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Reconstructing the anterior segment

Strategies for saving vision in trauma cases

Dermot McGrath

Posted: Thursday, December 3, 2020


Claus Cursiefen MD, PhD, FEBO

A variety of different surgical strategies can be successfully deployed in the reconstruction of the anterior segment to save vision and obtain satisfactory functional and anatomical results in challenging cases of traumatic or chemical injury, according to Claus Cursiefen MD, PhD, FEBO.
“There are options available for these complex cases involving post-traumatic corneal oedema and scars, iris defects, cyclodialysis with hypotony and epithelial invasion, among others,” he said.
Speaking at the joint ESCRS-EuCornea symposium held during the 38th Congress of the ESCRS, Dr Cursiefen, Chairman and Professor of the Department of Ophthalmology at the University of Cologne, Germany, gave a broad overview of various techniques that could be applied to different repair scenarios.
In cases of post-traumatic corneal oedema, Descemet membrane endothelial keratoplasty (DMEK) is the first-choice surgical option, said Dr Cursiefen.
“We can try Descemet stripping automated endothelial keratoplasty (DSAEK) if DMEK is not possible, for example in cases of poor visibility where no intraoperative OCT is available or in eyes with very irregular posterior surface. The next option is penetrating keratoplasty but only if corneal scarring and severe corneal neovascularisation is present,” he said.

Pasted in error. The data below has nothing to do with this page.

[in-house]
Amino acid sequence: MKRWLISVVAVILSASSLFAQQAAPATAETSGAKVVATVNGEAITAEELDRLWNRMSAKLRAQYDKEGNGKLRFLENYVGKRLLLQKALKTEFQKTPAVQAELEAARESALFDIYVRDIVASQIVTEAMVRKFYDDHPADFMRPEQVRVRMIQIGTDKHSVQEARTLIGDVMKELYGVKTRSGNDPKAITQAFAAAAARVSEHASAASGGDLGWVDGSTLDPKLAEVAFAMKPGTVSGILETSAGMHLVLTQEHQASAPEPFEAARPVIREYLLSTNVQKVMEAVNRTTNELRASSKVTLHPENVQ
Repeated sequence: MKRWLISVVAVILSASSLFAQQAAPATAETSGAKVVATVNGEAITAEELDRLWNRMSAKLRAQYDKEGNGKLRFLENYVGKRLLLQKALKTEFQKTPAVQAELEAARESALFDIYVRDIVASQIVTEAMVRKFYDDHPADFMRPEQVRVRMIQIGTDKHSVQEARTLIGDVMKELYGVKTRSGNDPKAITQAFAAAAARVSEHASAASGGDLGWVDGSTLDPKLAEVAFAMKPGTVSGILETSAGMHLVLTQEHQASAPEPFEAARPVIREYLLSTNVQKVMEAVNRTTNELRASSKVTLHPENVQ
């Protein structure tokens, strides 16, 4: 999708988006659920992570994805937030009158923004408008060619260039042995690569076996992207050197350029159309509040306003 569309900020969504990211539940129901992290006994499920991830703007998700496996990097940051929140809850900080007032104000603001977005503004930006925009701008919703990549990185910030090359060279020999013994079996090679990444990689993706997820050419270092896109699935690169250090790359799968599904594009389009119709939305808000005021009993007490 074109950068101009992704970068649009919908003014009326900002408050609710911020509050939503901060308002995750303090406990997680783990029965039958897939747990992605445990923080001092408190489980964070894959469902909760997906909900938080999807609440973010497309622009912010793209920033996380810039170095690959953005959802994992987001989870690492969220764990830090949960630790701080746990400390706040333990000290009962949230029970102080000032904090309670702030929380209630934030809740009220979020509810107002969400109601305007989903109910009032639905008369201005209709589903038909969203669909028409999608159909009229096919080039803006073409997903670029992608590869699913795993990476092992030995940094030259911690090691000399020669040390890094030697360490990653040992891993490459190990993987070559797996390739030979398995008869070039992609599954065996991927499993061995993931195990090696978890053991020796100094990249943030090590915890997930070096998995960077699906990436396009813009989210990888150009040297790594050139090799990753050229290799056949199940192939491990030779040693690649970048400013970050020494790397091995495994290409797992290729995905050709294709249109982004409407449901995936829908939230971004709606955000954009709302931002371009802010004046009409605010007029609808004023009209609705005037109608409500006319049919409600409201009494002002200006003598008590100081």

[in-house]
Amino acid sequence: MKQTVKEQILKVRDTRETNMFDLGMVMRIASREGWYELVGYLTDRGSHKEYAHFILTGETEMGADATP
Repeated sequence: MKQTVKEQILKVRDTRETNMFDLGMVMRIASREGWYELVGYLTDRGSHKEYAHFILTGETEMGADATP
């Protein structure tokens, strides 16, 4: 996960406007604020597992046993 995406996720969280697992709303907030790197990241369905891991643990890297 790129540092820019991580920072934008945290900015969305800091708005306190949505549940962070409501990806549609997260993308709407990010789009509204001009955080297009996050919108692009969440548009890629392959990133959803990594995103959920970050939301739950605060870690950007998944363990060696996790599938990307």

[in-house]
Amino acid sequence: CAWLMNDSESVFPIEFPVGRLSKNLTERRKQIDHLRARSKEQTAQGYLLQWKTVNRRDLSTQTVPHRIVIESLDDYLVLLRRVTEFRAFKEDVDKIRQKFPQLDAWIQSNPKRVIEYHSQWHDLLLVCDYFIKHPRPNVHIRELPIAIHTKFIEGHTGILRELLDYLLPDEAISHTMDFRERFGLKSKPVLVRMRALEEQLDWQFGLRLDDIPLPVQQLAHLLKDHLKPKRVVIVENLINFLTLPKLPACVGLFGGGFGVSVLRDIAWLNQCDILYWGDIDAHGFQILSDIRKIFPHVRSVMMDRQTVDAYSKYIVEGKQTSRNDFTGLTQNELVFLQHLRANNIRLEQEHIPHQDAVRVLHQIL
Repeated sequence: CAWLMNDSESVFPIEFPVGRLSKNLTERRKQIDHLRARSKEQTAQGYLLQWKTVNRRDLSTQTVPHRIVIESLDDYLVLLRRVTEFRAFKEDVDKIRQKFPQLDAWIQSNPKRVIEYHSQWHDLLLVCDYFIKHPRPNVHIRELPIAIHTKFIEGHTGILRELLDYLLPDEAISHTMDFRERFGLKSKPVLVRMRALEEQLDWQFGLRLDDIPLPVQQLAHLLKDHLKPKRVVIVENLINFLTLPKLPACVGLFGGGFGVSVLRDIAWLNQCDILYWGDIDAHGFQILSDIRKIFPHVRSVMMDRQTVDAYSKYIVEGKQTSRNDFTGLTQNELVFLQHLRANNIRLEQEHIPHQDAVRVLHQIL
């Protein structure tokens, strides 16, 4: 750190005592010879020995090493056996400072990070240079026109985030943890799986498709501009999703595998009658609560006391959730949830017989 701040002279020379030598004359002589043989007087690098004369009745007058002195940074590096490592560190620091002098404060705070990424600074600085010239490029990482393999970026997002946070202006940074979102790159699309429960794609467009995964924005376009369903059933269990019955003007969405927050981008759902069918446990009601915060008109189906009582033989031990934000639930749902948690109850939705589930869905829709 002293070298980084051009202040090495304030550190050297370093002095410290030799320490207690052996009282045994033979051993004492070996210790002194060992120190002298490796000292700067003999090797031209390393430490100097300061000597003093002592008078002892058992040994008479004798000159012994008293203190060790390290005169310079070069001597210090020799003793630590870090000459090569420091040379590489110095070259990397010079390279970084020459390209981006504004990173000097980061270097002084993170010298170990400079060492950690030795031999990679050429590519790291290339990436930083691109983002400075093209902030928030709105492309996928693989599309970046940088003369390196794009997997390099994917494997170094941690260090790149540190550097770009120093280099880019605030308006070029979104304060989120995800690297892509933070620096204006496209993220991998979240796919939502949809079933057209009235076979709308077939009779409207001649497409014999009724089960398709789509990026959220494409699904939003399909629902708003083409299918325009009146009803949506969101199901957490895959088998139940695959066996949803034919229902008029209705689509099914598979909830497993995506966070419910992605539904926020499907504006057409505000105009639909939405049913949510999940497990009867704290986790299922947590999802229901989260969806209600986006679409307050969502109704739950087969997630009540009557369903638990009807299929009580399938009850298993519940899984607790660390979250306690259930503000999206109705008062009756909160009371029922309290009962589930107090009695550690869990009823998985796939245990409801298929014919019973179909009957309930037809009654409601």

DMEK may also prove helpful in vascularised high-risk eyes with stromal oedema, said Dr Cursiefen. He cited a retrospective study carried out using data taken from Cologne’s database of more than 5,000 different DMEK cases between 2011 and 2020.
Of 24 vascularised high-risk eyes with stromal oedema identified, DMEK was shown to be a viable treatment option.
“Significant regression of corneal neovascularisation was observed. The final visual acuity was relatively worse than in normal DMEK and we had a graft rejection in one eye (4.2%), which is also higher than for normal DMEK,” he said. “Nonetheless, safety and efficacy is much better compared to penetrating keratoplasty in vascularised high-risk eyes!”
For eyes with large iris defects, Dr Cursiefen noted that DMEK combined with a safety suture has been successfully employed in severe trauma cases to avoid dislocation of the graft. In cases of post-traumatic scar with no visual acuity and where it is not possible to wear an iris print lens, intrastromal corneal tattooing may provide a cosmetically acceptable result, he said.
In cases of post-traumatic hypotony due to cyclodialysis, Dr Cursiefen advised firstly adopting a “watch and wait” policy treating with cycloplegics and topical steroids. The indications for direct cycloplexy surgery include cyclodialysis of more than 60% circumference, with hypotony persisting for more than six weeks, beginning functional changes and morphologic changes such as macular folds, cystoid macular oedema and papilloedema.
Success rates of around 80% success can be expected for direct cycloplexy, with re-interventions more common in larger cleft defects, he said. Care has to be taken with early postoperative pressure spikes.
Although epithelial invasion is a common complication after trauma, block excision with tectonic corneoscleral grafting is an effective treatment in cases of cystic and/or diffuse sheet-like epithelial ingrowth, he concluded.
Claus Cursiefen: augenklinik-chefarztsekretariat@uk-koeln.de